Karl Lashley was the first neuropsychologist to map the human brain, especially those areas of the brain responsible for specific functions and to research the way people study and learn new facts. Based on his initial findings, further studies have established that the left hemisphere is in charge of language (vocabulary), memorizing and recalling, following instructions. The right hemisphere is in charge with visualization, imagining, comparison, as well as comprehension and interpretation.
The right-side, left-side dominance becomes evident from an early age. The older we become, the more evident it is, except that grown-ups also learn to compensate and, if they are lucky, they will choose a career path that aligns with their dominant hemisphere.
On a school level, the situation is different. There is no choice, thinker or dreamer, they are all crammed in the same classroom, following the same curriculum. And the curriculum seems to favour the left-brain students.
Left-brain academic subjects focus on logical thinking, analysis, and accuracy.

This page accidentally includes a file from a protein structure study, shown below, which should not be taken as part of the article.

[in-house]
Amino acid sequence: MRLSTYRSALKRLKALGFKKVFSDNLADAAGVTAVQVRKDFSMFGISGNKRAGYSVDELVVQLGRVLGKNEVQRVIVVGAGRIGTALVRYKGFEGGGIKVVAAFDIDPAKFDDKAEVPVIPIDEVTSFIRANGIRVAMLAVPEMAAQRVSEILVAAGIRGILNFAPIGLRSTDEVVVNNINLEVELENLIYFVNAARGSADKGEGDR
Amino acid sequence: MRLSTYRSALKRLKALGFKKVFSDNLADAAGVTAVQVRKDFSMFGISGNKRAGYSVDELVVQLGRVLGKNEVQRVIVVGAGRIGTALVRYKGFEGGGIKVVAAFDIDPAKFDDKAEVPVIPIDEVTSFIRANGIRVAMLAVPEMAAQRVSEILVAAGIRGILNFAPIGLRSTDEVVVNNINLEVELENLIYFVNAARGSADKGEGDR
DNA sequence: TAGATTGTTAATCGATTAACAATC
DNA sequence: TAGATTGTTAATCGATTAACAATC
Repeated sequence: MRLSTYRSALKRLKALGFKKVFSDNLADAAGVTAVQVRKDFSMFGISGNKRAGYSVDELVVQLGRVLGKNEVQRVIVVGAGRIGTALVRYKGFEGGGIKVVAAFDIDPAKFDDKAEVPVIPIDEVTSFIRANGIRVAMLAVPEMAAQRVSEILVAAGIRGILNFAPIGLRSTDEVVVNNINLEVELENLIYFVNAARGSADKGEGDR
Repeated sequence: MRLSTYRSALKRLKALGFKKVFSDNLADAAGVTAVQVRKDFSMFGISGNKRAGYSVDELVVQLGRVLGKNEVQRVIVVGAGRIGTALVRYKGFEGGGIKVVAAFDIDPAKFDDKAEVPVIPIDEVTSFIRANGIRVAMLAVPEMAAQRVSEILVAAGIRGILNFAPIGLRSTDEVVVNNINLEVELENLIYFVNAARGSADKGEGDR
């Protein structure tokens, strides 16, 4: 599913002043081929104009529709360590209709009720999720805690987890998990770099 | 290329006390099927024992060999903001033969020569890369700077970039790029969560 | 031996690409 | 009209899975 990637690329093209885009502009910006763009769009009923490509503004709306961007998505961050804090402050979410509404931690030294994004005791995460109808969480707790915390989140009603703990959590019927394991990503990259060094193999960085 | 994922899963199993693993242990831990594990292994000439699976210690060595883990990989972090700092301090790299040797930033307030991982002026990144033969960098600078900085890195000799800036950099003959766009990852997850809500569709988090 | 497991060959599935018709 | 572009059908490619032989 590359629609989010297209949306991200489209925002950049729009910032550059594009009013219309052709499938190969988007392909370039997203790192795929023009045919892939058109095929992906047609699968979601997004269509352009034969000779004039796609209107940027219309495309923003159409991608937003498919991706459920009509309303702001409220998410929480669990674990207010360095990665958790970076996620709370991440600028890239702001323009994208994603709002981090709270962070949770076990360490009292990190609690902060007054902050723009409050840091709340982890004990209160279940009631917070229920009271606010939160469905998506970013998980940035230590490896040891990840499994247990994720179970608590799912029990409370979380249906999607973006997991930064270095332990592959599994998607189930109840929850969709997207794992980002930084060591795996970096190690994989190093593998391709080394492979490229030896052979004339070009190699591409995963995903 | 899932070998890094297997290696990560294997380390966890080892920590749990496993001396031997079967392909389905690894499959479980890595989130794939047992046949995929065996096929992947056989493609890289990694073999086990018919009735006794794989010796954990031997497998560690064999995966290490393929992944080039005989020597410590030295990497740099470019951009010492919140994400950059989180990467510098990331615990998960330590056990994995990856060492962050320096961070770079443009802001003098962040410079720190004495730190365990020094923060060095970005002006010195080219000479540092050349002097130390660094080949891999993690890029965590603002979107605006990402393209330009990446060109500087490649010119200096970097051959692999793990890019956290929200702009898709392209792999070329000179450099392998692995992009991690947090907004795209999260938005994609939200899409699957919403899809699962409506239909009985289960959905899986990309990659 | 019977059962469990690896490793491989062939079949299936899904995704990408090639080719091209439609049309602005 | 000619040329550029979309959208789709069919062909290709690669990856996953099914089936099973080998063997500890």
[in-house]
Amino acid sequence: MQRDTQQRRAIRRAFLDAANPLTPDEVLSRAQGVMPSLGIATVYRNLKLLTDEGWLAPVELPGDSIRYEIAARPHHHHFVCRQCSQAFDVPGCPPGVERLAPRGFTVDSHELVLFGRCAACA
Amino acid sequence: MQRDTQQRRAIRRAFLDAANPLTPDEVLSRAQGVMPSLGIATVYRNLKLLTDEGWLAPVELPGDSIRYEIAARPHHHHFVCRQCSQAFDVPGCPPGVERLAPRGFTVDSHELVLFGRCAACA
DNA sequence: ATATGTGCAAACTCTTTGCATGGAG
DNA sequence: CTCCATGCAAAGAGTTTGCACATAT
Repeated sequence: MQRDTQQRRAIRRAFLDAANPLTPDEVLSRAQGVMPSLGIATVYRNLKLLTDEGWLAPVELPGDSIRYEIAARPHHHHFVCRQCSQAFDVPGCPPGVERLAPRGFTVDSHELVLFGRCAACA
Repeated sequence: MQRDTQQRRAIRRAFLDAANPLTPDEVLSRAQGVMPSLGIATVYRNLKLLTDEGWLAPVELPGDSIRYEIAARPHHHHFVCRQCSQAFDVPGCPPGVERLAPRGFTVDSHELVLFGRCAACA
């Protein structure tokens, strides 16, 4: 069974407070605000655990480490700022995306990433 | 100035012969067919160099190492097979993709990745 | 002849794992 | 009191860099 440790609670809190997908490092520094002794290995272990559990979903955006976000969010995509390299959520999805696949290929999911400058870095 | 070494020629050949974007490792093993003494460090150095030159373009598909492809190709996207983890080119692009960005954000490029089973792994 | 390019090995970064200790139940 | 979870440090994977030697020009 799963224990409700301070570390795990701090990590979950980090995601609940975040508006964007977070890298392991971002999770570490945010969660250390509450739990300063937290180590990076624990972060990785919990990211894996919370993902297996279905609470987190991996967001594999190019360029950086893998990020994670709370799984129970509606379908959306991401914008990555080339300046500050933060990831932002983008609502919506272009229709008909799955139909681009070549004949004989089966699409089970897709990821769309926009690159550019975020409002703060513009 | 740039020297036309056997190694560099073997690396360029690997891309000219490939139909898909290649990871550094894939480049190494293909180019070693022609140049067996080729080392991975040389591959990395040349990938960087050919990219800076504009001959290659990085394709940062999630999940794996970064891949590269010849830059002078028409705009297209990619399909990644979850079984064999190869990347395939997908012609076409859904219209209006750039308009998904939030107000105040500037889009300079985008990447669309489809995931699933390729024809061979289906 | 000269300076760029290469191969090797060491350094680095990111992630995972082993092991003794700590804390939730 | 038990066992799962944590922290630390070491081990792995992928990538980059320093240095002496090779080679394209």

Right-brained subjects focus on aesthetics, emotions, and creativity.
Until the day that the education department will embrace and support this natural, dual way of thinking it lies in our hands as parents to support our children.
Often right-brain students will appear as under-achievers as the educational curriculum might not be challenging enough for the way their brain is wired to think.
Mathematics and science require the learning and use of formulas, of a specific sequence of facts. Languages and Social Sciences require students to memorize vocabulary and grammar rules as well as lists of facts and numerous dates. Furthermore, mathematics or maths literacy are listed among the compulsory subjects required for all degrees offered by the Faculty of Law, Faculty of Natural and Agricultural Sciences, Faculty of Humanities or Faculty of Theology.